People function better when daily activities are meaningful to them. Our party is focused on policies which help people aspire and reach their potential. We will help Australians connect better with each other, their community, and the world around them. Other parties simplify issues of this kind down to a matter of providing basic education and work opportunities. Our party understands that context matters. For opportunity to be fully realised, policy must factor in the specific needs of people across different situations.

We’d like to see a society where the notion of ‘a fair go’ is not simply about the competitive forces of a free-market economy, or addressing conflict between classes in society. We stand outside of the traditional ideologies of left and right, looking instead towards the position that we must place value on human beings if we are going to improve Australian society. To us, the idea of a fair go is about recognising the value of all people who live in our society.

If elected, we will push for policies that strengthen the efforts of people to improve their lives. Our party will look at the systems which affect people as they go from one stage of life to the next – from childhood, to youth, and adulthood; from living alone to starting a family; from working life to retirement, finding purpose and meaning in later age. We will develop constructive policies to better manage the transitions people face between the major institutions of society. These transitions begin with providing safety for children around their adjustments between school, home life, and interactions with wider society. We will support veterans to adjust back to civilian life. We will push for better management of people when they are released from prison, to assist in that critical early period of adjustment, to help them start making a positive contribution to our society. Importantly, we will also develop policies which help people move from hospital-based care back to living in the community again.

When people find a better way of living and feel valued for their contributions, it not only helps them personally, but it ultimately makes our whole society better. The return on investment is clear for better policy across domains like these.  Investing here will not only will we see reduced expenses at the more critical and costly areas, but will also lead to far greater long-terms gains for the Australian population. A vote for the Australian Mental Health Party is a vote for a more meaningful society which values people.


  1. Stephen Brown


    A meaningful life of aspiration and potential is a matter of citizenship, choice and communication of belonging, need and place. A fair go values every human being irrespective of difference or illness. No stigma or discrimination please. Value for work, community, family and so on is fundamental we waste money and power when we seek to restrict others.

  2. Ben


    We agree Stephen! And I think most people out there in our communities do too. A few well targeted policies helping people to connect with stable and personally significant activities in their own daily lives, will go a long way to building that sense of participation and contribution to Australian society. Together we are stronger.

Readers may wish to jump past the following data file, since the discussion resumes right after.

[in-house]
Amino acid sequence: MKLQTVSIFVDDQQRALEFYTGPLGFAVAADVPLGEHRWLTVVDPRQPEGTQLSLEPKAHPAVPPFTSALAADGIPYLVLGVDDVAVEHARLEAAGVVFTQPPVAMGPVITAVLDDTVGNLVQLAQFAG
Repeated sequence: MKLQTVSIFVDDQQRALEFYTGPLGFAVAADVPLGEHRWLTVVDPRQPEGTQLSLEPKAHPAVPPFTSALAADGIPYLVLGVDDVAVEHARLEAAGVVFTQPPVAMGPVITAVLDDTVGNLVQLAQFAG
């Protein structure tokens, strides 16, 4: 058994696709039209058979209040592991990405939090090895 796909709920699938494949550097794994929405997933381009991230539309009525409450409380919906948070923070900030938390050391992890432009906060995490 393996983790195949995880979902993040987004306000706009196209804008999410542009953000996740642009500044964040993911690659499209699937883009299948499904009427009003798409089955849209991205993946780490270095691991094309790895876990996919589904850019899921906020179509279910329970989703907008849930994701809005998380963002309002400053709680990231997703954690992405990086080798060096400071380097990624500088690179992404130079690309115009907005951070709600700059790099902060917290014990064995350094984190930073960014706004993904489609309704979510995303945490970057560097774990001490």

3. Wendy


    ‘You had me at hello’ 🙏 Have just stumbled across a tweet which lead me to your Party.. Brilliant.. just reading the above has inspired me to believe a political Party’s Policies can stand for all of the ideologies and issues I feel so strongly about 👏 You Have My Vote! 👌

  4. Stephen Brown


    If funding is a question we can redress item subsidies etc but perhaps we need a real alignment between tax and welfare systems might this be g mtaxation as a family unit or even ensuring less penalties for living meaningful lives and making choices.

  5. stephen brown


    I wonder if transfer systems will be fully addressed under the pillars of home ownership, aged pension and compulsory and voluntary super. and the social determinants attached thereto? More so will PHNs combined with health districts reorganise mental health? Stephen.

    • Ben Mullings


      Can you talk a little more about those things you mentioned in the first sentence? I’d like to know a bit more about your ideas on that.

      As for PHNs and health districts, in practice their impact is fairly limited right now. The mental health care programs run by PHNs have restrictive entry criteria, which seem to change every few years and differ from one postcode to the next. Communication between the PHNs and local mental health care providers is poor, leading to a uncertainty and confusion about what services can be provided and who can access them. This leads me to think that on the whole, PHNs are not well suited for connecting people to the right type of care at the right time. That is, there’s a cohort of people they work with in niche parts of the sector and if you happen to have the right type of problem and talk to the right person, then you might be able to access their programs.

Leave a comment

Your email address will not be published. Required fields are marked *

This site uses Akismet to reduce spam. Learn how your comment data is processed.